Just one hour of exposure to blue light (light produced by the screens of many devices) at night rises blood sugar levels and increases sugar consumption in male rats, reveals a new study. The findings of the study are presented at the 27th Annual Meeting of the Society for the Study of Ingestive Behavior.
Previous research has shown a strong correlation between obesity and the levels of artificial light at night. Much of the artificial light we are now exposed to comes from LED lights and LED screens, which emit high levels of blue light. Retinal cells of the eye are sensitive to this blue light and directly convey information to areas of the brain that regulate appetite.
In their study, Masís-Vargas and colleagues, exposed rats to nighttime blue light and measured their food consumption and glucose tolerance the following day. It should be noted that to better model human light exposure, the rats used in this study were diurnal, meaning awake during the day and asleep at night, rather than the typical nocturnal laboratory rats which are awake during nighttime hours. The authors found that after only one hour of nocturnal blue light exposure, glucose tolerance was altered in male rats, a warning sign of pre-diabetes.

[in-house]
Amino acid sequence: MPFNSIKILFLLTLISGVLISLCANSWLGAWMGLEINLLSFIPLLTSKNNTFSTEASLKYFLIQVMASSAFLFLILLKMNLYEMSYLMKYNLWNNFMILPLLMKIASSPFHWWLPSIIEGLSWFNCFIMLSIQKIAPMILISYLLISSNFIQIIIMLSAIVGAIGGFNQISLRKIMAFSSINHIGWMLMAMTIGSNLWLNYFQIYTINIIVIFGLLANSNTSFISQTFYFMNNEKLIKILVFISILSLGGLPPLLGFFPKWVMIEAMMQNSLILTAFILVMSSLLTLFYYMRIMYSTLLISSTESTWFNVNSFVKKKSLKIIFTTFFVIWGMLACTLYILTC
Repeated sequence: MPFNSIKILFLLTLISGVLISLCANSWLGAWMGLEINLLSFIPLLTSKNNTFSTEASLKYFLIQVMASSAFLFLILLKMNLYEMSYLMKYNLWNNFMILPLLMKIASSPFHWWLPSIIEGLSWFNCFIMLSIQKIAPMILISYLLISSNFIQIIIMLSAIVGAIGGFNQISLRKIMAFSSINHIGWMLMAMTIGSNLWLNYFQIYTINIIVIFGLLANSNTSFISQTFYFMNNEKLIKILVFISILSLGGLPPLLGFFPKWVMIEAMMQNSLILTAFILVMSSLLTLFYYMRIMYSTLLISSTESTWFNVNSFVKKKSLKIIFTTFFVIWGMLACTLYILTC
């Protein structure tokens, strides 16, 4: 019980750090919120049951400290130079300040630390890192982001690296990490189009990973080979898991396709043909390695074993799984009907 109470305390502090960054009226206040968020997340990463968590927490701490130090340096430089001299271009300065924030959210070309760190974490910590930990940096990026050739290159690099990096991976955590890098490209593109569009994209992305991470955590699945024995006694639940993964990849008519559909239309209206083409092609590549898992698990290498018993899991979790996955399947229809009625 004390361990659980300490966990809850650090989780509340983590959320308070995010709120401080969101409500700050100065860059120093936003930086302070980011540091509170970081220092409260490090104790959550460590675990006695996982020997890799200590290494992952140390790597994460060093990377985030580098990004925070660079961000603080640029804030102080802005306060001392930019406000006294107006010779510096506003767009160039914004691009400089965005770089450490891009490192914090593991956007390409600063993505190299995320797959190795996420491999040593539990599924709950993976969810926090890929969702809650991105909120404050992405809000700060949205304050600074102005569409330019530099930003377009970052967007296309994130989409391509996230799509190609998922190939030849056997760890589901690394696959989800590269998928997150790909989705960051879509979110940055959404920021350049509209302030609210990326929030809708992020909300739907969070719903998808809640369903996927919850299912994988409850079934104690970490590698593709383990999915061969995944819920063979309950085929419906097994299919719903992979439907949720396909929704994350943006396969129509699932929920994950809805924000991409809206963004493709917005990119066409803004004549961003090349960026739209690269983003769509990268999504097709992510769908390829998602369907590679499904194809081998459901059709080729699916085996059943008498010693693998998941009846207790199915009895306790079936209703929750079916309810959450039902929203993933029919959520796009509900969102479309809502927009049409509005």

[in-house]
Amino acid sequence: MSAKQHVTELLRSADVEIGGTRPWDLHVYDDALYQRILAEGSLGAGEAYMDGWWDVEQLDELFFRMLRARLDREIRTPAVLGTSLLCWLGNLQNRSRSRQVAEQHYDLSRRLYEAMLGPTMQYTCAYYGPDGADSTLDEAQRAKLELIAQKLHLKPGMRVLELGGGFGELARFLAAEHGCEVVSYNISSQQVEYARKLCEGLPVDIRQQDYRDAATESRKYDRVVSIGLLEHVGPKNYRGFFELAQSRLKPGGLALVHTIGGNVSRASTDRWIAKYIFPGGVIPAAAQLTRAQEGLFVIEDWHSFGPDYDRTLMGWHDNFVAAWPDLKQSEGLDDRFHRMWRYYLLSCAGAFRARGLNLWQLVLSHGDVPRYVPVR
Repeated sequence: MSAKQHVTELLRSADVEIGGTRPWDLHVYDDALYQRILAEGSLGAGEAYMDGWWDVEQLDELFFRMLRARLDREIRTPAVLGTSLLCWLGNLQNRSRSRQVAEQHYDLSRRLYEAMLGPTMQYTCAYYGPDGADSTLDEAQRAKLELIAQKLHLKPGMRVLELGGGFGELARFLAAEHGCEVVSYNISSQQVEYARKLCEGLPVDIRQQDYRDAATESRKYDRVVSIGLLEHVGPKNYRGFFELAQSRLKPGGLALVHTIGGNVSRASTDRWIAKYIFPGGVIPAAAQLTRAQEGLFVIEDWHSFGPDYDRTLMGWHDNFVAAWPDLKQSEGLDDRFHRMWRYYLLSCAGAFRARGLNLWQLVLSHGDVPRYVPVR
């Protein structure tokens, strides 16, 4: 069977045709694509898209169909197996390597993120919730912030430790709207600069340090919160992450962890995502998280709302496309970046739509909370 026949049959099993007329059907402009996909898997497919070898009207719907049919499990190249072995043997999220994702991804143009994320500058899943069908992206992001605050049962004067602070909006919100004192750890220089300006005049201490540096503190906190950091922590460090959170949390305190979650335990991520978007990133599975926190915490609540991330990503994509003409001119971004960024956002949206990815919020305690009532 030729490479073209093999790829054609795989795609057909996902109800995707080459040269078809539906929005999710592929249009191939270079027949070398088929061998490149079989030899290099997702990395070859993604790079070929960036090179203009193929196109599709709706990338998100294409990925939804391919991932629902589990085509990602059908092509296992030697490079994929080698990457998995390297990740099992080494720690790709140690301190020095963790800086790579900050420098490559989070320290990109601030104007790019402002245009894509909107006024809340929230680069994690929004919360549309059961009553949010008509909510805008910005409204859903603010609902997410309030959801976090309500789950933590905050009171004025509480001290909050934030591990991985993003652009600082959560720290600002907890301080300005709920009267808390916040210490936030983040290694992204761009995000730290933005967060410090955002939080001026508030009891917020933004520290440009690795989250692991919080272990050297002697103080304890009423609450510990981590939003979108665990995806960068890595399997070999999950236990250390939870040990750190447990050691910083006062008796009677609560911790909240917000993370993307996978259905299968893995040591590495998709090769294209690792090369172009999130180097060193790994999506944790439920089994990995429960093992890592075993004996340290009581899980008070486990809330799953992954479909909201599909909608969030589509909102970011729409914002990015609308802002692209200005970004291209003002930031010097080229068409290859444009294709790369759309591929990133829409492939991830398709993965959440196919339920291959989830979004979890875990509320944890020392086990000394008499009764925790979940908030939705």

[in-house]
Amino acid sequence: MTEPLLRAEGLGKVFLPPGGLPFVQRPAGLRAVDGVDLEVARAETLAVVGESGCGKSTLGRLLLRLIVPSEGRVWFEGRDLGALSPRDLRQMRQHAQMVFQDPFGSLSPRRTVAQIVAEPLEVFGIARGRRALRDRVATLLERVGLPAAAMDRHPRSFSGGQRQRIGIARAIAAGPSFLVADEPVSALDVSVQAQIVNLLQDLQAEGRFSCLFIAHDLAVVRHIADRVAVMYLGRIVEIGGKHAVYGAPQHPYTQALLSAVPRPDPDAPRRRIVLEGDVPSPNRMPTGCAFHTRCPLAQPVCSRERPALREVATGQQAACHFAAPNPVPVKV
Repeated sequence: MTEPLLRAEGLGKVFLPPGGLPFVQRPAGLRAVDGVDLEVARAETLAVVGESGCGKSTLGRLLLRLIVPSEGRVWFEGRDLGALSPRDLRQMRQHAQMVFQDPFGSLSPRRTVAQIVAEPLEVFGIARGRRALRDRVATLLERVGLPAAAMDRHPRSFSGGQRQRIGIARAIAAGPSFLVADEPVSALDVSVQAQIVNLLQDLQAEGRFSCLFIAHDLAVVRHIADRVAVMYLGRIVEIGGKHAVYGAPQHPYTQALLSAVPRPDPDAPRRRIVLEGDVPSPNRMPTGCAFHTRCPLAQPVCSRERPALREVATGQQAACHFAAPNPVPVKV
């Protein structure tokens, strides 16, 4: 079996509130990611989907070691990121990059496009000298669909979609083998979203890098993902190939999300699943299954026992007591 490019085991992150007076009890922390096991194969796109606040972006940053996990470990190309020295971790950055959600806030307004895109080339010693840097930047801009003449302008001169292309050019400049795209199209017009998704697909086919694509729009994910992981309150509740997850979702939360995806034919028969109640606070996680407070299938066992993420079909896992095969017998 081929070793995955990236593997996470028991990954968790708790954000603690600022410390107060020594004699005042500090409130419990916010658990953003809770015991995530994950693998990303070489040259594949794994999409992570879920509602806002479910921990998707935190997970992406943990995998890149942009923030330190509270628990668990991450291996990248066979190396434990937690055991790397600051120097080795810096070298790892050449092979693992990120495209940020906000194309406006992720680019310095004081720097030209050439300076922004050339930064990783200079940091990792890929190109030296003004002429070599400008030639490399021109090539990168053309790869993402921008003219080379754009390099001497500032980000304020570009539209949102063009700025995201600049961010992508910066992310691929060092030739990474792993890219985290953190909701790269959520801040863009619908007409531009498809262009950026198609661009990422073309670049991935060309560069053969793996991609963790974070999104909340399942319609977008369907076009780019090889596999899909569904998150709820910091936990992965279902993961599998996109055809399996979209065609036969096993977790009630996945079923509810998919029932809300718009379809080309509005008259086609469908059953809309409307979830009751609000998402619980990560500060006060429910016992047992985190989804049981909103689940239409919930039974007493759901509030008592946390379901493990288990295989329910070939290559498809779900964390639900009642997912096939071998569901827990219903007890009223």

These studies show clearly that being exposed to light, especially blue light, at night is disruptive and that screen use at night may increase our tendency to snack on sugary foods and disrupt our ability to process that sugar, especially in males. Though the rats were tested after only one night of light exposure, over time, this could lead to weight gain and the development of diabetes.
"Limiting the amount of time that we spend in front of screens at night is, for now, the best measure to protect ourselves from the harmful effects of blue light. In case it is necessary to be exposed to devices at night, I would recommend the use of apps and night mode features on the devices, which turn the screens more orange and less blue or the use of blue light filtering googles that are already available in the market." Masís-Vargas says.